Energy prices were all higher last week with natural gas prices increasing the most. WTI and Brent crude oil prices rose 5.4%, and gasoil, gasoline and heating oil prices increased 5.7%, 7.9% and 5.9%, respectively. Natural gas prices increased 11.2%.
Grain prices were all higher as well. Chicago and Kansas wheat prices increased 3.4% and 1.5%, respectively and corn and soybean prices gained 7.6% and 4.1%, respectively.
Base metal prices, too, were all higher last week. Aluminum and copper prices rose 1.1% and 2.6%, respectively and zinc and nickel prices increased 0.3% and 2.1%, respectively.
Gold and platinum prices increased 1.7% and silver prices rose 0.9%
The Bloomberg Commodity Index moved higher last week, increasing 3.82%. Every single futures contract price held by the index increased last week. The energy sector was responsible for almost 50% of the index’s increase and the grains sector was responsible for about 33% of the index’s increase.
Total assets in commodity ETPs rose again, adding $1,544.4m last week. Once again, most of the increase came from inflows into gold ($1,407.8m) ETPs with additional inflows into silver ($186.4m) and broad commodity ($42.8m) ETPs. Crude oil (-$78.0m) ETP outflows were the only significant outflows last week.
Monday’s and Tuesday’s much-stronger-than-expected pending home sales and consumer confidence numbers combined with Boeing’s successful 737 Max test flight propelled the S&P 500 and the Nasdaq Composite Index to their best quarterly performance since 1998 and 2001, respectively. Better-than-expected PMI and ISM manufacturing index releases on Wednesday and a much-stronger than-expected payroll report on Thursday pushed U.S. stock markets higher the remainder of the holiday-shortened week, though gains were muted because of growing concerns surrounding increasing COVID-19 cases. At week’s end the S&P 500 Index increased 4.0% to 3,130.01, the Nasdaq Composite Index increased 4.6% to 10,207.63, the 10-year U.S. Treasury rate increased 2bps to 0.67% and the U.S. dollar (as measured by the DXY Index) weakened 0.4%.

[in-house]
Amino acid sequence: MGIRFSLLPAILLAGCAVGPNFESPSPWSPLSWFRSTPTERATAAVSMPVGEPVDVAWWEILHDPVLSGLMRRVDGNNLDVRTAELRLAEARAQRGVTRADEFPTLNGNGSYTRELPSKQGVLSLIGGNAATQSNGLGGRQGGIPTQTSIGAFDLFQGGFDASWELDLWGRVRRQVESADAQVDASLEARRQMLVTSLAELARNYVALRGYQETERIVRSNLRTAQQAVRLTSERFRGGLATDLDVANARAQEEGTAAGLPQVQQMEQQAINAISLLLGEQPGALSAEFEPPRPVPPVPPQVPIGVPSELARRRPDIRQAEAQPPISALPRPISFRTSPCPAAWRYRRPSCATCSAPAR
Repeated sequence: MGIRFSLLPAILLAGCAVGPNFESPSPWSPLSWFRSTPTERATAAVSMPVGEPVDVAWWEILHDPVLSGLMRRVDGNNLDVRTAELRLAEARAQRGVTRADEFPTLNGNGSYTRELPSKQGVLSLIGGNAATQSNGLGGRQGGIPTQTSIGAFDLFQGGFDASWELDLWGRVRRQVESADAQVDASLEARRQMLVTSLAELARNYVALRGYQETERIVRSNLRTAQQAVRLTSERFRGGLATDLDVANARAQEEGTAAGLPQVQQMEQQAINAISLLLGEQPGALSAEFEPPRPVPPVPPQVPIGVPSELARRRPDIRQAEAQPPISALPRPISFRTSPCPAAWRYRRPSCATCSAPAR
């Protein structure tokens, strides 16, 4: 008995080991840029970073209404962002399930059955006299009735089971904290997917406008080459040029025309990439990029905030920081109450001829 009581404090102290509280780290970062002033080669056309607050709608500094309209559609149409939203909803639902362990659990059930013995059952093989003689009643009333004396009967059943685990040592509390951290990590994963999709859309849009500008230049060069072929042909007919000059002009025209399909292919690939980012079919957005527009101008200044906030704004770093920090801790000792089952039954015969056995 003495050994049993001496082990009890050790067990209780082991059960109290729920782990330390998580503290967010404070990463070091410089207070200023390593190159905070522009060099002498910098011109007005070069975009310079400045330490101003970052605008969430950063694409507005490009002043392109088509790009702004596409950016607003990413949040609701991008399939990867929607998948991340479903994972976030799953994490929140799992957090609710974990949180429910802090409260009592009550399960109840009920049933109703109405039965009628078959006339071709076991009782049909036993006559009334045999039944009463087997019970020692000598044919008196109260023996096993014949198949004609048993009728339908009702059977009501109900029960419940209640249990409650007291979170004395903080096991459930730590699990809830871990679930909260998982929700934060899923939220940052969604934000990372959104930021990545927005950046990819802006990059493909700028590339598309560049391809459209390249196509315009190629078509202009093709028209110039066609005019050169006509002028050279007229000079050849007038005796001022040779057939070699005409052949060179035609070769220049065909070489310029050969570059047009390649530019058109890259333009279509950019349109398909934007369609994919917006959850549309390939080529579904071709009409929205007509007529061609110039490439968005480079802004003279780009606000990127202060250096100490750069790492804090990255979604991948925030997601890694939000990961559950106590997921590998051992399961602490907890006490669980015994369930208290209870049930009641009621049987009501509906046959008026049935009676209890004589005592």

Strong U.S and China economic reports, a much-larger-than-expected drop in U.S. oil inventories and growing demand together with still slowing production all combined to help move WTI oil prices almost 6% higher last week despite growing concerns surrounding increasing COVID-19 cases.
Strong economic reports both in the U.S. and China and low inventory levels helped move base metal prices higher last week despite increasing COVID-19 cases in the U.S. and elsewhere. Demand concerns as a result of increasing COVID-19 cases were partially offset by production concerns due to possible mine shutdowns.
Despite strong U.S. economic reports last week, including a much-stronger-than-expected employment situation report on Thursday, gold prices moved higher supported by growing concerns regarding a coronavirus second wave and Fed Chairman Jerome Powell’s comments before Congress on Tuesday that additional federal fiscal stimulus could be necessary to maintain consumer confidence given the ongoing state of the pandemic. Silver and platinum prices moved higher with gold and base metal prices.
Corn and soybean prices – up approximately 4% and 8%, respectively, on the week – moved higher on bullish sentiment spurred by Tuesday’s lower-than-expected USDA acreage report. All prices moved off their Wednesday’s highs on Thursday perhaps reflecting increased uncertainty due to the growing number of new COVID-19 cases.
Coming up this week
- Very light data week with PMI and ISM services indexes and PPI report of note.
- Motor vehicle sales, PMI services index and ISM non-manufacturing index on Monday.
- Jobless claims and the Fed balance sheet on Thursday.
- PPI and Treasury budget on Friday.
- EIA petroleum report on Wednesday and Baker-Hughes rig count on Friday.